Perfectly elastic and perfectly inelastic collisions are just limiting cases on a scale of how much kinetic energy is retained. As noted in @Nathan's answer, if you work in the center-of-mass frame, a perfectly inelastic collision results in 0% of the kinetic energy retained, while perfectly elastic collisions have 100% of kinetic energy retained. So, you just need a way of scaling between those two limiting points.
In all cases, momentum will be conserved. If we choose to work in the CM frame, then it's always zero, and $ v_1m_1 = -v_2m_2 $ before the collision and $ v_1'm_1' = -v_2'm_2' $ after the collision.
Within those constraints, the actual values of $ v_1, v_1', v_2 $ and $ v_2' $ depend on the kinetic energy. KE before and after the collision is
$ KE = (m_1v_1^2 + m_2v_2^2)/2 $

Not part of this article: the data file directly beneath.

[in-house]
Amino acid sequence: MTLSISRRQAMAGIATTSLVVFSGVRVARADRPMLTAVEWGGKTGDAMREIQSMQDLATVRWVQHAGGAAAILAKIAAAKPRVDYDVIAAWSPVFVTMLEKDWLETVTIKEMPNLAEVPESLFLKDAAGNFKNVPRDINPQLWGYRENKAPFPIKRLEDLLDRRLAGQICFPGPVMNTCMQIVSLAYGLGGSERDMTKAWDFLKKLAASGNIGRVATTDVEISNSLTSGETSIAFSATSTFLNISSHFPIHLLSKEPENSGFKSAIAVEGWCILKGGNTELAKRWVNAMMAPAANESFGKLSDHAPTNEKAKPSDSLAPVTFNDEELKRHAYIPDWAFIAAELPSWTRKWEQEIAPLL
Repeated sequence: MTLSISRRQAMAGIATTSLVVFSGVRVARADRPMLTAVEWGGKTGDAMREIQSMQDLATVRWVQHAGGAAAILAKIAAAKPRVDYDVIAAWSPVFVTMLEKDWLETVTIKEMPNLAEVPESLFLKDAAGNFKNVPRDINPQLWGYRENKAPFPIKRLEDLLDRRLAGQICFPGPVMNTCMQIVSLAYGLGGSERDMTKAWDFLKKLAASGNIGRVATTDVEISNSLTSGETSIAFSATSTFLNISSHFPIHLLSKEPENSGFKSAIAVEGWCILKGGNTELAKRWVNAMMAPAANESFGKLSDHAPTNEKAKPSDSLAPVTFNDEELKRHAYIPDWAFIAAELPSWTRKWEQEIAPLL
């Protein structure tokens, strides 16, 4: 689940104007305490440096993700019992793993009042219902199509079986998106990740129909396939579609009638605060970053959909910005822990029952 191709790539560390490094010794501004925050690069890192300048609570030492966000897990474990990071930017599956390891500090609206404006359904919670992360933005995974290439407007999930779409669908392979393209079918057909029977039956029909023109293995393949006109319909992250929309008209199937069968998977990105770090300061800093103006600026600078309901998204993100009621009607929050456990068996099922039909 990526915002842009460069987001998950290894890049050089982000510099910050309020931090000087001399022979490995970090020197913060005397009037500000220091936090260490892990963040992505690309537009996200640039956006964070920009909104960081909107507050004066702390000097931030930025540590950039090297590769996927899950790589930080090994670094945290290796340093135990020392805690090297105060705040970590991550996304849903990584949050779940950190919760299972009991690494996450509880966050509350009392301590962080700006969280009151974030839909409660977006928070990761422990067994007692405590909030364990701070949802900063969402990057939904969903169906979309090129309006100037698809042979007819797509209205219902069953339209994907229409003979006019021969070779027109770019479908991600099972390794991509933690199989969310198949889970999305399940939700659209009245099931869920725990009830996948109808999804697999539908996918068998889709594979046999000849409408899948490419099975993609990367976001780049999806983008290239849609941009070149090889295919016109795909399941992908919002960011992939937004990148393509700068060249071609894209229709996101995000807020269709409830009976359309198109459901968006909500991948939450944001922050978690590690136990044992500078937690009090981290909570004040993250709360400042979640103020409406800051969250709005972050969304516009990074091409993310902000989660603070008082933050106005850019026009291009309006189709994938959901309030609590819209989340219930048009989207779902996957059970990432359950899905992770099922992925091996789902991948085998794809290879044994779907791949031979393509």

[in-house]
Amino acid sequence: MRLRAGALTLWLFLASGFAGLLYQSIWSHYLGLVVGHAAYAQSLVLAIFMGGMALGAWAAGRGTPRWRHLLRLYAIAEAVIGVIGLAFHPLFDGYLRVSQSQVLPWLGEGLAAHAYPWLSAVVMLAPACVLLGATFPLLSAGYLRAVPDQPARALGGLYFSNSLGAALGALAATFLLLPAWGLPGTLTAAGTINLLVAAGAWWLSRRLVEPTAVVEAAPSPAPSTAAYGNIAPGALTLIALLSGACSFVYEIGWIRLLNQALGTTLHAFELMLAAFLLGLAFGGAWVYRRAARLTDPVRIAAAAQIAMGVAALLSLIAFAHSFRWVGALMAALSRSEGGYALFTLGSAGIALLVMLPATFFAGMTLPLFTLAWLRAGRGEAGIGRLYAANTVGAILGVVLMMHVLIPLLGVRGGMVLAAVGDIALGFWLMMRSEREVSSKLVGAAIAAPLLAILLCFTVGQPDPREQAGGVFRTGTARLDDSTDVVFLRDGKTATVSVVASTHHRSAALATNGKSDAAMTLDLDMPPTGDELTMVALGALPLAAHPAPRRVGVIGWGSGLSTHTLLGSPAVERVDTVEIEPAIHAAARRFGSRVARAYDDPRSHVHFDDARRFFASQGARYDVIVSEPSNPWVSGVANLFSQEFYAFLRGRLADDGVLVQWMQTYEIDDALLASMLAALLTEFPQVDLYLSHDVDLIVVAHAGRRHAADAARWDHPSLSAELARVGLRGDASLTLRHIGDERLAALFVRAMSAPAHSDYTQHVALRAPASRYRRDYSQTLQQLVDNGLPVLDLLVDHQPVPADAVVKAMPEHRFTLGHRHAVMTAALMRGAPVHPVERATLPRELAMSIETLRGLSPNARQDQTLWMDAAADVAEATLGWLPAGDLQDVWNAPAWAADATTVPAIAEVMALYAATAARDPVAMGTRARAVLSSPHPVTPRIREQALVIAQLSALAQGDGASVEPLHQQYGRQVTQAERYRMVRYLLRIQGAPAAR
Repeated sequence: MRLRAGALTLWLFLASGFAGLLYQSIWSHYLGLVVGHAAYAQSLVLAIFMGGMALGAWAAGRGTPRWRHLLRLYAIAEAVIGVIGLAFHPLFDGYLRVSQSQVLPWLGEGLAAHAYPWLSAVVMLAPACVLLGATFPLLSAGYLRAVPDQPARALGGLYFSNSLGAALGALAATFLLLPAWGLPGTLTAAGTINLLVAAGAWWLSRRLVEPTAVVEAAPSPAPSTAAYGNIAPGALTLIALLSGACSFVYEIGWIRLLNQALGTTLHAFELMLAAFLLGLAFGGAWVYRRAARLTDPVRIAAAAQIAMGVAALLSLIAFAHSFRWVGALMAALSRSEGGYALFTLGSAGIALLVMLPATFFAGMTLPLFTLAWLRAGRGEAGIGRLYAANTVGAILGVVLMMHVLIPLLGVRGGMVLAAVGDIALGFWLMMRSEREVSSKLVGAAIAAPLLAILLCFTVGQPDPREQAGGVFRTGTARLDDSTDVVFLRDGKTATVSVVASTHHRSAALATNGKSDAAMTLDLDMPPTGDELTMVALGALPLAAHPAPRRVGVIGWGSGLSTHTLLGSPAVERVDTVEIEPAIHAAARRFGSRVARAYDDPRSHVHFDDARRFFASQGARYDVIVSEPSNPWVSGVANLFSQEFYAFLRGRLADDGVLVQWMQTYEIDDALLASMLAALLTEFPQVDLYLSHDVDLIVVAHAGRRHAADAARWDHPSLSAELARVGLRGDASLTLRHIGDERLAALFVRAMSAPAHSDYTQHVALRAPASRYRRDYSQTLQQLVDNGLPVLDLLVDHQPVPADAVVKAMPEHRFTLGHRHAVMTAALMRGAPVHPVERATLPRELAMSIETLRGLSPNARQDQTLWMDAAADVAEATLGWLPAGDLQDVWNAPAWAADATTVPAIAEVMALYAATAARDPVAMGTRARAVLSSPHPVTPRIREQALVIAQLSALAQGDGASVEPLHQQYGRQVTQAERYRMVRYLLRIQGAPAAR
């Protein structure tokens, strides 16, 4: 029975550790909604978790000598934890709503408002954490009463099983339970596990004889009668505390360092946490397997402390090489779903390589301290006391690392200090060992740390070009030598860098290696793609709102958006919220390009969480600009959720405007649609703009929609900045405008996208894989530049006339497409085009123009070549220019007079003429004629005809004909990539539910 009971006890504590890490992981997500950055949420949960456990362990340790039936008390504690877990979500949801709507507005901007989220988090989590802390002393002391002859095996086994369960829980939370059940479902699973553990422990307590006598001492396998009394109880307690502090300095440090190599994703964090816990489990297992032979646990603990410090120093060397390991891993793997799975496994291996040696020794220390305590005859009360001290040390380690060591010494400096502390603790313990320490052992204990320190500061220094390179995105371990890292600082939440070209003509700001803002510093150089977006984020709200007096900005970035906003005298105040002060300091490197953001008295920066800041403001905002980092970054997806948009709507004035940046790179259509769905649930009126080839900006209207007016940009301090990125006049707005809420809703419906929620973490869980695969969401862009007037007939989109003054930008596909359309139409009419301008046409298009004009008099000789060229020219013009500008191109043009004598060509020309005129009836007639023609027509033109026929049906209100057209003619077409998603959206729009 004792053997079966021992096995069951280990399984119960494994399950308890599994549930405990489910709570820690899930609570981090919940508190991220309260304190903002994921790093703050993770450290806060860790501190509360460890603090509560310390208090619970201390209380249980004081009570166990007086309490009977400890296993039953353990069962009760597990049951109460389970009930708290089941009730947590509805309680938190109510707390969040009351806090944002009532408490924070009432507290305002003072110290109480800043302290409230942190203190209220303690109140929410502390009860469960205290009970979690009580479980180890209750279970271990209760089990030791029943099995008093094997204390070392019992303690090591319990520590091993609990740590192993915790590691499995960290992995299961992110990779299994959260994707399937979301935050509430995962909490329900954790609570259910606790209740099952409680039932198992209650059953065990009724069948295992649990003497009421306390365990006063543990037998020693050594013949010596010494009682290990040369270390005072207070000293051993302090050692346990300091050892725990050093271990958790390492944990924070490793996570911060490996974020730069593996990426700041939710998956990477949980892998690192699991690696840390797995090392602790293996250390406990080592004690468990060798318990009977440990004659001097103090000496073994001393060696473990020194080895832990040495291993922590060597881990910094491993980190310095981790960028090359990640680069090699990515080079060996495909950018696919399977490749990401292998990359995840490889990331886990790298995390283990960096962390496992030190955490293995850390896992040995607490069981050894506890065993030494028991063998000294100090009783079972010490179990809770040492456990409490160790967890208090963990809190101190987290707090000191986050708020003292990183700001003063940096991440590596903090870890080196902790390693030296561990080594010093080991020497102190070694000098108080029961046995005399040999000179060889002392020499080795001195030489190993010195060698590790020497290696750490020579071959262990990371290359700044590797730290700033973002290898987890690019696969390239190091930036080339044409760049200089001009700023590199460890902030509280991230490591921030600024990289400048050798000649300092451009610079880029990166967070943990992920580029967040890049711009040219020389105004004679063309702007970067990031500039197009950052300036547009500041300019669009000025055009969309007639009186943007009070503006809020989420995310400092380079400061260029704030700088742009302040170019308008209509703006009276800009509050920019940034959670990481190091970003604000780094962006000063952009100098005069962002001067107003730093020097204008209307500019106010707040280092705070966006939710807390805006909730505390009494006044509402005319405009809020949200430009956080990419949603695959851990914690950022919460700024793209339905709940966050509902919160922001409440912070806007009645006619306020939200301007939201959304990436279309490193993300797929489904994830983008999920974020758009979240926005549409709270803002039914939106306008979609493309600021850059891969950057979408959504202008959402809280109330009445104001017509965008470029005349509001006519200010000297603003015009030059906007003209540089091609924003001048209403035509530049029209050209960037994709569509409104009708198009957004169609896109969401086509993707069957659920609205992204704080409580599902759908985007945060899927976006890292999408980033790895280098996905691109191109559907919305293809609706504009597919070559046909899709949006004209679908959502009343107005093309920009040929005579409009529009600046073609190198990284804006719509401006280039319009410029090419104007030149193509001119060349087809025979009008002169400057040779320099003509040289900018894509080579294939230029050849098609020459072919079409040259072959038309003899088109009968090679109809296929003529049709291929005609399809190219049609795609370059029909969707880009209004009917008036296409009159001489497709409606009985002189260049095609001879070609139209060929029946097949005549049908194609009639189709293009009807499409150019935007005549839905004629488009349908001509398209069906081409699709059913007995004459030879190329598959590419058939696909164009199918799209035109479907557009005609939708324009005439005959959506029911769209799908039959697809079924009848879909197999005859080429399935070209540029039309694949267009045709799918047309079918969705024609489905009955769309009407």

$ KE' = (m_1'v_1'^2 + m_2'v_2'^2)/2 $
Then you choose the degree of inelasticity. If $ \alpha $ is the fraction of kinetic energy that's retained (so $ \alpha = 0 $ corresponds to perfect inelasticity), then
$ KE' = \alpha KE $
Once you've chosen a value for $ \alpha $, you can calculate $ KE' $ from that and the initial velocities. Given known values of $ KE' $ and 0 for kinetic energy and momentum, respectively, you're left with two equations (for net kinetic energy and net momentum) and two unknowns ($ v_1` $ and $ v_2' $), which you can solve algebraically. Then you just need to add and subtract velocities to transform in and out of the CM frame, and you're done.